Which Football Helmet is Best for Concussions?

UW Health Sports Medicine: Two football playersMadison, Wis. – Parents of high school football players can spend a few hundred dollars on elaborate helmets manufactured by Riddell, Schutt or Xenith.


They can lay out another $30 on designer mouthguards in an attempt to prevent their sons from joining the 40,000 high school football players who annually suffer concussions.


But it wouldn't be money well-spent, according to a recently-published UW Health Sports Medicine study.


"We were getting questions from coaches and parents about helmet companies saying their helmets can prevent concussions," says Dr. Alison Brooks, one of the study's authors. "There is no compelling evidence that any specific brand or type of helmet or mouth guard significantly reduces concussion risk."


Dr. Brooks and senior scientist and research Tim McGuine, PhD, studied 1,332 athletes at 36 schools during the 2012 football season.


Before practice began they had each player answer a questionnaire to determine their concussion histories. Then, with the help of school athletic trainers, they tracked the incidence of sports-related concussions statewide during practice and games.


One-hundred fifteen football players sustained sports-related concussions during the season, but Brooks' and McGuine's research showed that neither the helmet brand - Riddell, Schutt or Xenith, the three companies that supply the vast majority of helmets used in high school football in Wisconsin - nor the helmet's age correlated with injury risk.


The study showed the risk for concussion didn't differ in a statistically significant way, no matter which helmet the players wore.


And the more expensive, custom-fitted mouthguards preferred by some players (and parents) actually posed greater risks for concussions than the cheaper version handed out by schools to each player.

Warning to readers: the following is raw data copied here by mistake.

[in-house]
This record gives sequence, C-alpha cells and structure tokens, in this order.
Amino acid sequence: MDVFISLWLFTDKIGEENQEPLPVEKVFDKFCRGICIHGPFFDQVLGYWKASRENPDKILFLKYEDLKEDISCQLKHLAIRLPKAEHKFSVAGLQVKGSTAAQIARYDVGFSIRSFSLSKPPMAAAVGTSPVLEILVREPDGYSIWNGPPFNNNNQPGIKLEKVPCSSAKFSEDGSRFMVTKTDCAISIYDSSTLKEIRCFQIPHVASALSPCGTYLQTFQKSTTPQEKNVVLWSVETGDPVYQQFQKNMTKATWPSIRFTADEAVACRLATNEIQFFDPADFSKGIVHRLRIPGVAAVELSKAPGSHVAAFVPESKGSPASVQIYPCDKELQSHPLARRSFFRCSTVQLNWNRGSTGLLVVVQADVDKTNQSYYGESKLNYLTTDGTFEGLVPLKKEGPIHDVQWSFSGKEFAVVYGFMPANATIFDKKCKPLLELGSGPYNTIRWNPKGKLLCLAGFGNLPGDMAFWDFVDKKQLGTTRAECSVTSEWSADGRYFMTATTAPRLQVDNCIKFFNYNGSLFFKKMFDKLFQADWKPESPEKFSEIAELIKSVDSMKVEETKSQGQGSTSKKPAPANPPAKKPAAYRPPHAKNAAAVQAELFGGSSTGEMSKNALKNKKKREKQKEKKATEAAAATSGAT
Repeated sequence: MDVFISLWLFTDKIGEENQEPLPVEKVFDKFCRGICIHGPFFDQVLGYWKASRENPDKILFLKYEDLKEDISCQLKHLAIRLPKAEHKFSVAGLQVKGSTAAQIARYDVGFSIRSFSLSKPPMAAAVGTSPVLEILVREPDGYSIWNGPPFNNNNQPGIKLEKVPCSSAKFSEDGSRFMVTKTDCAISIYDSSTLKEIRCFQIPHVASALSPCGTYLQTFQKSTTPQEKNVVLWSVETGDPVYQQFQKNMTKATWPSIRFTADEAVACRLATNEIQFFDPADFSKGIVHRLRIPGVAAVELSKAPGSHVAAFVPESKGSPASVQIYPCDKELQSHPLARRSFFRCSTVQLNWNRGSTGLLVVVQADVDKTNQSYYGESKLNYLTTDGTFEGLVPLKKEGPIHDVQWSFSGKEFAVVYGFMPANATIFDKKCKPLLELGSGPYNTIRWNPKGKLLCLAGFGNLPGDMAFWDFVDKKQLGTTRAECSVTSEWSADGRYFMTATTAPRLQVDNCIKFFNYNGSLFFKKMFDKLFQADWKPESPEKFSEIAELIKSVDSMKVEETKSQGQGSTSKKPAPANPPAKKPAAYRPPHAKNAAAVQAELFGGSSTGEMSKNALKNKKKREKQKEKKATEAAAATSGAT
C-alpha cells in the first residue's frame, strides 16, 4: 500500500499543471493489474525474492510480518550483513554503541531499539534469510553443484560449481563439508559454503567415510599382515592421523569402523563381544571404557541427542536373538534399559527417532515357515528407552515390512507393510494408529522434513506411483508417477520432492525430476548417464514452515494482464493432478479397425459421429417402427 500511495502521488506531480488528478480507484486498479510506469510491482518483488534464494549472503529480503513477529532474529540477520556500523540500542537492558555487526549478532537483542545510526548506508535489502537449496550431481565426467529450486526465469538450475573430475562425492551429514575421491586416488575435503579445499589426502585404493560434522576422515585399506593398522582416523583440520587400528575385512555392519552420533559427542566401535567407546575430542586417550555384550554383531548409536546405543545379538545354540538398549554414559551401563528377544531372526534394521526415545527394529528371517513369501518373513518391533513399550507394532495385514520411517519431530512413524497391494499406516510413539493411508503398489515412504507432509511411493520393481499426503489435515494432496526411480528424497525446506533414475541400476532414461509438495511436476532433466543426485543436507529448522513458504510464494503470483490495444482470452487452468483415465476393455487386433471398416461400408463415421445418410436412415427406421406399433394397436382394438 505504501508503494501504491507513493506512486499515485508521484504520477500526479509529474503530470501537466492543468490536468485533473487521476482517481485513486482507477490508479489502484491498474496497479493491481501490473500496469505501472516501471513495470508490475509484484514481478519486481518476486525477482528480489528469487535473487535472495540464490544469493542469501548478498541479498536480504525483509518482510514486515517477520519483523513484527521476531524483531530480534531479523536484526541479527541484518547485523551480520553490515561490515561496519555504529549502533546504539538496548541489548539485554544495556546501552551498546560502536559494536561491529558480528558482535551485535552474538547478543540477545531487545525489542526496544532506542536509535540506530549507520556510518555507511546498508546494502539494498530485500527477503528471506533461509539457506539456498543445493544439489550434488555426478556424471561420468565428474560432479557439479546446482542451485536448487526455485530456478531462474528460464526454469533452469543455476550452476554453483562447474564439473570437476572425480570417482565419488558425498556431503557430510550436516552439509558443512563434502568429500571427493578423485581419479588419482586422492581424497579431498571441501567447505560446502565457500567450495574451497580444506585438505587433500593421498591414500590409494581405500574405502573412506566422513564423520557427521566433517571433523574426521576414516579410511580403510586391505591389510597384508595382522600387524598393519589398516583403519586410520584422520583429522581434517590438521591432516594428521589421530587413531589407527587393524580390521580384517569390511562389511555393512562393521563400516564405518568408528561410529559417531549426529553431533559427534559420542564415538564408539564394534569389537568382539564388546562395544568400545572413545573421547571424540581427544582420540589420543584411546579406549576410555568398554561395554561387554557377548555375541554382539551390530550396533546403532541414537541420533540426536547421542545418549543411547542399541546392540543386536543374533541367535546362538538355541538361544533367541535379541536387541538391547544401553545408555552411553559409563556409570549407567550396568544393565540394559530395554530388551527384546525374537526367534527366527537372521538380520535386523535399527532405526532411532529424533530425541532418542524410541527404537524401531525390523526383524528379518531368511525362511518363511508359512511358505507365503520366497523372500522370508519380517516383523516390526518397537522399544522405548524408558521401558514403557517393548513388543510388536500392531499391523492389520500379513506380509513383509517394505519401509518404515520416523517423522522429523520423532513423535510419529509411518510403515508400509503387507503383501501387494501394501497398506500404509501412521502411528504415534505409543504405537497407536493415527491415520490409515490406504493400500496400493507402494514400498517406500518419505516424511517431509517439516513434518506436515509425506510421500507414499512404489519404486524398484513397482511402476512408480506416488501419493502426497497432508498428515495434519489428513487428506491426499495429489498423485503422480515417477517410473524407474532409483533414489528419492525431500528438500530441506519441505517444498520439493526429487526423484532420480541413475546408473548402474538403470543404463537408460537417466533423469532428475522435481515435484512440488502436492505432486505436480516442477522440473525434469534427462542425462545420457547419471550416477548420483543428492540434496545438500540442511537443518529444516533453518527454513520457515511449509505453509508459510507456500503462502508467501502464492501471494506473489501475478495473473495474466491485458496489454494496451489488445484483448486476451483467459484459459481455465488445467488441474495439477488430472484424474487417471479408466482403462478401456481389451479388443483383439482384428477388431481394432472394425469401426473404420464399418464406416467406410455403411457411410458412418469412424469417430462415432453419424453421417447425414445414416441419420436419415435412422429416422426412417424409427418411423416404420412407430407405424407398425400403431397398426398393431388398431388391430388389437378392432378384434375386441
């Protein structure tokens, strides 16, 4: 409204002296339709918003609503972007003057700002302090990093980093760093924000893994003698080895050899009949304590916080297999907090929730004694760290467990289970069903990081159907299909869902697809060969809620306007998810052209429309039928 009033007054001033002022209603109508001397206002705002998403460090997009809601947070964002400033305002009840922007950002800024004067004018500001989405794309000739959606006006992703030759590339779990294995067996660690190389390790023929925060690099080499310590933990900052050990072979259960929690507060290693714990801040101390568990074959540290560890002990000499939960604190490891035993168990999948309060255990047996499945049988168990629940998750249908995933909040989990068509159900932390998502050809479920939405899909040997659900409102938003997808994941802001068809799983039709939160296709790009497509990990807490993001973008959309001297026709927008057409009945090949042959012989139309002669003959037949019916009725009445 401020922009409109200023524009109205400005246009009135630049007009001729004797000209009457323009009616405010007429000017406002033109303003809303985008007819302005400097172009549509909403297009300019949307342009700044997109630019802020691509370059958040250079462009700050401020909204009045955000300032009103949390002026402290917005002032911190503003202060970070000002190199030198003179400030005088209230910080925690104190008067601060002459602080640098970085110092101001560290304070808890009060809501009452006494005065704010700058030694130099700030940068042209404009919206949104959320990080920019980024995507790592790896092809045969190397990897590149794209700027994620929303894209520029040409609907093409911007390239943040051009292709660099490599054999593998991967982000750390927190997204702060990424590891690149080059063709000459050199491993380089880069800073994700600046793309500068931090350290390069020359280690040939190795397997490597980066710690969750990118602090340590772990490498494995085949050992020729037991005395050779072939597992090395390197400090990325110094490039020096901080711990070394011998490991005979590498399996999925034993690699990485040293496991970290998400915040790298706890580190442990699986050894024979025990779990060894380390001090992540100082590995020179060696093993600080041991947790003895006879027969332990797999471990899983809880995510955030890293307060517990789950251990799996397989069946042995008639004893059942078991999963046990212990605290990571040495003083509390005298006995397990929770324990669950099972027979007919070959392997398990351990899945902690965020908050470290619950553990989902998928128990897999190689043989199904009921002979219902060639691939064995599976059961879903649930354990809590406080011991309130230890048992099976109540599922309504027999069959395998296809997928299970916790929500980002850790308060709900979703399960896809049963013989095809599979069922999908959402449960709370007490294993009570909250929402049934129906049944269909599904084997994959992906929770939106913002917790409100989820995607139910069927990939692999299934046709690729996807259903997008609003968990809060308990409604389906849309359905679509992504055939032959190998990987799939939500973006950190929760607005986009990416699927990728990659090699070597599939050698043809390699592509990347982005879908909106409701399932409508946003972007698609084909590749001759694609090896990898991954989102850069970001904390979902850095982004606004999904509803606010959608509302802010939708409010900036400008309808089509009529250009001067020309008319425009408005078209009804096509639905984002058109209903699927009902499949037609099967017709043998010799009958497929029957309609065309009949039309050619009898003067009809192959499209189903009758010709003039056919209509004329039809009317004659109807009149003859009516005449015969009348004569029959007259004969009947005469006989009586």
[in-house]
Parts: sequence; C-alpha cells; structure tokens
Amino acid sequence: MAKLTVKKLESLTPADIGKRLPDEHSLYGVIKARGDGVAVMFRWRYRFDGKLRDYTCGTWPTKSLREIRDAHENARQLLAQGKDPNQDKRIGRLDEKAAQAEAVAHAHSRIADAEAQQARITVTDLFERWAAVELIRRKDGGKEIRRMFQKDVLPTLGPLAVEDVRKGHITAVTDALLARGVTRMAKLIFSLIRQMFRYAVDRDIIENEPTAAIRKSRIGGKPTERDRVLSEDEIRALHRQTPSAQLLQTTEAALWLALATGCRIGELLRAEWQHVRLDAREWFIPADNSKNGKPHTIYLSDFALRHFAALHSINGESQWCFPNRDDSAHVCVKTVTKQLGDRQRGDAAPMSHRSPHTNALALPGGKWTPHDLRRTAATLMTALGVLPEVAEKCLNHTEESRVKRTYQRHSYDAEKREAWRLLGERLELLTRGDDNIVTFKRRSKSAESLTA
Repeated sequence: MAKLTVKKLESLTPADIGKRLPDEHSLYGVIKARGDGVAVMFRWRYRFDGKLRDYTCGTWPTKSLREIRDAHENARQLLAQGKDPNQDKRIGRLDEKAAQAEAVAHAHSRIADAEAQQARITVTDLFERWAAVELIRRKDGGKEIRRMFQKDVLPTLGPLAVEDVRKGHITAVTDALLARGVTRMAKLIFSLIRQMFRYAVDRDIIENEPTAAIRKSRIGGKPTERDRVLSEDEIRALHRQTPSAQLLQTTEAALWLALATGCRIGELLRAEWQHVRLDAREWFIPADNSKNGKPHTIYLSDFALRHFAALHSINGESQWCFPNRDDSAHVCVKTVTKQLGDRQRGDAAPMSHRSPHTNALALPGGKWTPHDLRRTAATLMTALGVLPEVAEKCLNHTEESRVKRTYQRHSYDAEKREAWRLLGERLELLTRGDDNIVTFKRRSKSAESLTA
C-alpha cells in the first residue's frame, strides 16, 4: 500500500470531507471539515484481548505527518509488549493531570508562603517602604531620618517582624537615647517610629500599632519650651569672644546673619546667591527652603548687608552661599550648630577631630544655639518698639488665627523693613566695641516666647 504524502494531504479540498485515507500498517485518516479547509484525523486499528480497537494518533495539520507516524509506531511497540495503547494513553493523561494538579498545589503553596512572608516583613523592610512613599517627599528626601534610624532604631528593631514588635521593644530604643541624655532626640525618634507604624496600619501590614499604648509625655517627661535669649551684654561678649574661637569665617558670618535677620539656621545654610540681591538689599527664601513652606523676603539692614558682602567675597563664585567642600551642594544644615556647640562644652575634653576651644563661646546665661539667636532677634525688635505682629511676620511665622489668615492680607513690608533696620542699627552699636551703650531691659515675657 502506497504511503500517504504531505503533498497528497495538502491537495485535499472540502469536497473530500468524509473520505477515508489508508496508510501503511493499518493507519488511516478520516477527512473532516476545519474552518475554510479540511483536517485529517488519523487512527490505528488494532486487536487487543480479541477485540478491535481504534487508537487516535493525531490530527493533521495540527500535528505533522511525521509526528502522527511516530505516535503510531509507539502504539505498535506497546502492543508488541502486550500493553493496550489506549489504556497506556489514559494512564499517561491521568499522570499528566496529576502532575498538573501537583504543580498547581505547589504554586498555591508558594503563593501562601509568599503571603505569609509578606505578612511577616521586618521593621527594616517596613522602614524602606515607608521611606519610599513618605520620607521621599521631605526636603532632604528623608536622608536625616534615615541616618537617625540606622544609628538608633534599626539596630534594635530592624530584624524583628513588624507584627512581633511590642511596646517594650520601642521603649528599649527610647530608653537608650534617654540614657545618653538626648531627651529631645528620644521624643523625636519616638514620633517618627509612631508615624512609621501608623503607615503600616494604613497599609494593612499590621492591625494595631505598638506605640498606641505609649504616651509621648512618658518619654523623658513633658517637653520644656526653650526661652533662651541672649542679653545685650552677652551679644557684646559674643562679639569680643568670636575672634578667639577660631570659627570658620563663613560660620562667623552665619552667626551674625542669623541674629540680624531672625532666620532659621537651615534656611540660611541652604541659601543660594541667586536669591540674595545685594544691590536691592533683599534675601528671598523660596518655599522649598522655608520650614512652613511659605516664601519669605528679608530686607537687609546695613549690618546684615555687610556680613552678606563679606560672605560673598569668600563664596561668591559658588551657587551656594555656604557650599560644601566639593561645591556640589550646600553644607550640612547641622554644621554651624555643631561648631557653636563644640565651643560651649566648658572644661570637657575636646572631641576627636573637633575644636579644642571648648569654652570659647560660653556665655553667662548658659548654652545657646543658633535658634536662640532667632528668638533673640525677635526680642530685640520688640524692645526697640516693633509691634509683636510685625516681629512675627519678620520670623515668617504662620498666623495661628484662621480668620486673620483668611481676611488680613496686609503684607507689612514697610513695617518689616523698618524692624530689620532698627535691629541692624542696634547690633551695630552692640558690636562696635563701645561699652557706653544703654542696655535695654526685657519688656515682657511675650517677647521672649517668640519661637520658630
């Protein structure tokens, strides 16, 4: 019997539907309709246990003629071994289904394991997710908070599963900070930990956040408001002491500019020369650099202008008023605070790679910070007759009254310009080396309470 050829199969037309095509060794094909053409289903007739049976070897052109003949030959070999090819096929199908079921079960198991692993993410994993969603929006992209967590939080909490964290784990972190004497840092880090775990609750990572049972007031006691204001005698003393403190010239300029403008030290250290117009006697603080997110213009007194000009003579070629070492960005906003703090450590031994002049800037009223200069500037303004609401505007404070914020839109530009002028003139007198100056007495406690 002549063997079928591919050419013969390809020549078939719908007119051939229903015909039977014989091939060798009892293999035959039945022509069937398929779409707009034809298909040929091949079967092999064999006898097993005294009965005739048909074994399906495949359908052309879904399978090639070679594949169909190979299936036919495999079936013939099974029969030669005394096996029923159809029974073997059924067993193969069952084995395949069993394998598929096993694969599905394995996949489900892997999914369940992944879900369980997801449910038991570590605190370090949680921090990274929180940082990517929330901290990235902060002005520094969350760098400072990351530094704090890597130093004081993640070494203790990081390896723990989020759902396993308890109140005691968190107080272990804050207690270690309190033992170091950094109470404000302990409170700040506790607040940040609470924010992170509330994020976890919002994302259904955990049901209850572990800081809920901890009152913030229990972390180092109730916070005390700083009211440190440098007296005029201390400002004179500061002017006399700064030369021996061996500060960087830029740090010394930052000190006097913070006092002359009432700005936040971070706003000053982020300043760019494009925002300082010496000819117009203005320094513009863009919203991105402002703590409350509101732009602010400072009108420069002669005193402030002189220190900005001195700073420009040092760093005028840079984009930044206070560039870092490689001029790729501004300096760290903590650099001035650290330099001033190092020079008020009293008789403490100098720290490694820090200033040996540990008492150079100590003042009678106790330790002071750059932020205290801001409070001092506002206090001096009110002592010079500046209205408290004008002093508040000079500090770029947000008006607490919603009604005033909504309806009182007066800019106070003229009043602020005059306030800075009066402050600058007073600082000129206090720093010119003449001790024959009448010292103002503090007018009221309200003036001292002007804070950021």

That's not to say proper, functional equipment isn't important. All high school football teams are required to give players helmets certified by the Wisconsin Interscholastic Athletic Association (WIAA), and those helmets are subjected to rigorous testing and are great at preventing skull fractures, says McGuine. 


"The helmet technology is advanced as it can be. They've done a wonderful job. We don't have skull fractures in football," he said in a presentation to the American Orthopaedic Society for Sports Medicine. "But I don't know how much padding can be put in to prevent the brain from sloshing around inside the cranium."


"Helmets remain an important piece of safety equipment and should be properly fitted," adds Dr. Brooks. "Mouthguards remain an important piece of safety equipment to prevent dental injuries."


But Brooks' and McGuine's study suggests greater expense shouldn't be confused with increased safety. High school football players will likely fare as well with the equipment their schools provide as they would with pricey helmets and mouthguards. 


The study, in fact, underscores the WIAA's own stated policy regarding concussions.


"There is nothing that truly prevents concussion. Proper equipment fit and use may reduce the risk of concussion. However, helmets do not prevent concussion."

Date Published: 07/17/2013

News tag(s):  sports

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